The effect of a possible glioblastoma treatment on somatic cells

by Emily Matuczinski and Ashley Parkhurst

Faculty mentor: Dr. Leanna Giancarlo

Glioblastoma multiforme (GBM) is a serious intracranial cancer which maintains a low survival rate due to its aggressive nature and invasive morphology that is resistant to current treatment methods. Recently, superparamagnetic iron-oxide nanoparticles (SPIONs) bound to a TWEAK ligand have been proposed to specifically target glioblastoma cells at their Fn-14 receptor by inducing cellular death of the cancerous cells through the disruption of the membrane when exposed to a magnetic field. While apoptosis in GBM cells was successfully induced in vitro, the effect of the SPION-TWEAK complex on normal somatic cells and the effect of external environments on the SPION biopolymer is currently being evaluated. Specifically, in vitro endothelial cells, a common somatic cell type used in the lining of blood and lymph vessels, were subjected to the SPION-TWEAK complex in the presence and absence of a magnetic field. These cells were visualized via fluorescent microscope to observe if the endothelial cells underwent programmed cell death from the proposed treatment. Results from fluorescence microscopy demonstrate that the SPION-TWEAK complex has no effect on the endothelial cells, maintaining the theory that the conjugated nanoparticles only affect GBM cells. Also, previous studies have shown that the physicochemical properties and integrity of nanoparticles undergo drastic changes in vitro and in vivo, and these changes are attributed to cellular lysosomal degradation. Transmission electron microscopy studies should be conducted to determine whether the biopolymer from the SPION-TWEAK complex is affected by the magnetic field presence, or if the biopolymer is shed by lysosomal degradation. It is crucial to establish the interactions of the nanoparticle complex with benign cells and their magnetic field environment in order to utilize the proposed treatment in vivo so that it does not affect the essential, noncancerous cells in the body.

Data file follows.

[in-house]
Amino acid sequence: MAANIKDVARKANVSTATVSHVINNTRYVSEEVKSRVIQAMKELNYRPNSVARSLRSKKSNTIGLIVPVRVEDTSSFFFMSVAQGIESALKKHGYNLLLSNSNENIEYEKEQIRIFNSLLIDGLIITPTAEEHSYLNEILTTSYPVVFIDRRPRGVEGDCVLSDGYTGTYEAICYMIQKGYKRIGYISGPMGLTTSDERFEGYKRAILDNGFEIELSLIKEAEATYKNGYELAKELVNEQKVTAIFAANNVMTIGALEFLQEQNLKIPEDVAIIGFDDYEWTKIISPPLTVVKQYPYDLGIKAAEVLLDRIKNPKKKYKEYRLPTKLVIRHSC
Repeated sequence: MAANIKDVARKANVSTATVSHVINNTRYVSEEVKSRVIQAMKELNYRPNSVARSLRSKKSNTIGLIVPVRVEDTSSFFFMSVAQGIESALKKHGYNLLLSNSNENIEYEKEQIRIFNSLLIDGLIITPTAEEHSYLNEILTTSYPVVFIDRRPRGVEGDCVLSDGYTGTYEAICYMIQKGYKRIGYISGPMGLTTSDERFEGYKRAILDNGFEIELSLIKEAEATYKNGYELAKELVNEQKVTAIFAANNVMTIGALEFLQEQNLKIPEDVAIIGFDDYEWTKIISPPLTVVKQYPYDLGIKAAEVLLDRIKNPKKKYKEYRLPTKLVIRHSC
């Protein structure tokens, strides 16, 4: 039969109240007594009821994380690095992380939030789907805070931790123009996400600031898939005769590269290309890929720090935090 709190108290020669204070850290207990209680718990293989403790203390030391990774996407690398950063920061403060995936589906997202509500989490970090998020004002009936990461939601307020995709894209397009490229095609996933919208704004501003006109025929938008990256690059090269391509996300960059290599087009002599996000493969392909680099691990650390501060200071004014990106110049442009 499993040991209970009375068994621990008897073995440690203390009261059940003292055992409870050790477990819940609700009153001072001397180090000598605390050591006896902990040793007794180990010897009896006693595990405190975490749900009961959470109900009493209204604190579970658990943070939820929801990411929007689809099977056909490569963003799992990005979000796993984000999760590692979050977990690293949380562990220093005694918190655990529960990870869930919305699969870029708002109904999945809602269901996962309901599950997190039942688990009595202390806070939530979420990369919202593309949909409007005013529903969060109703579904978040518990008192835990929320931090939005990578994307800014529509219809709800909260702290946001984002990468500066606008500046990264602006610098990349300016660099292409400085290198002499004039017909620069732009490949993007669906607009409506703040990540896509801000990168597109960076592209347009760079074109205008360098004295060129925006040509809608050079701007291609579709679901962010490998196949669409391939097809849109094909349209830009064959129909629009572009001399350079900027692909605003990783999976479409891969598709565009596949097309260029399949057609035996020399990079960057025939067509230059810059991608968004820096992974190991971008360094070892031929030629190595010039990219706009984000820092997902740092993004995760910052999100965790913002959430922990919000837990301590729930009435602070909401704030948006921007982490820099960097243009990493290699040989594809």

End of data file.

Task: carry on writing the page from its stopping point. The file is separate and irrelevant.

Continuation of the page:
6 Replies to “The effect of a possible glioblastoma treatment on somatic cells”

  1. Emily and Ashley – I enjoyed reviewing this poster and seeing the progress of the project you started with Matt. This is great news if the spions are non-toxic to non-cancerous cells.

  2. Interesting project- clearly outlined project elements that illustrates how you have contributed to this area of study. Your poster was clear and well designed, making it easier for the viewer to follow and understand. Well done!

  3. What amazing students I have been so fortunate to work with! I am so proud of what you have accomplished.

  4. This is cool stuff! Sorry to have not seen your presentation ‘in person’.
    I am wondering – why did you use intimal cells? perhaps they were simply the cells on hand??
    Great work Emily and Parkhurst! Proud of you.

  5. Very well done. Thanks for sharing this with us. Looks like you had a really good experience with this project. Best wishes to you all,

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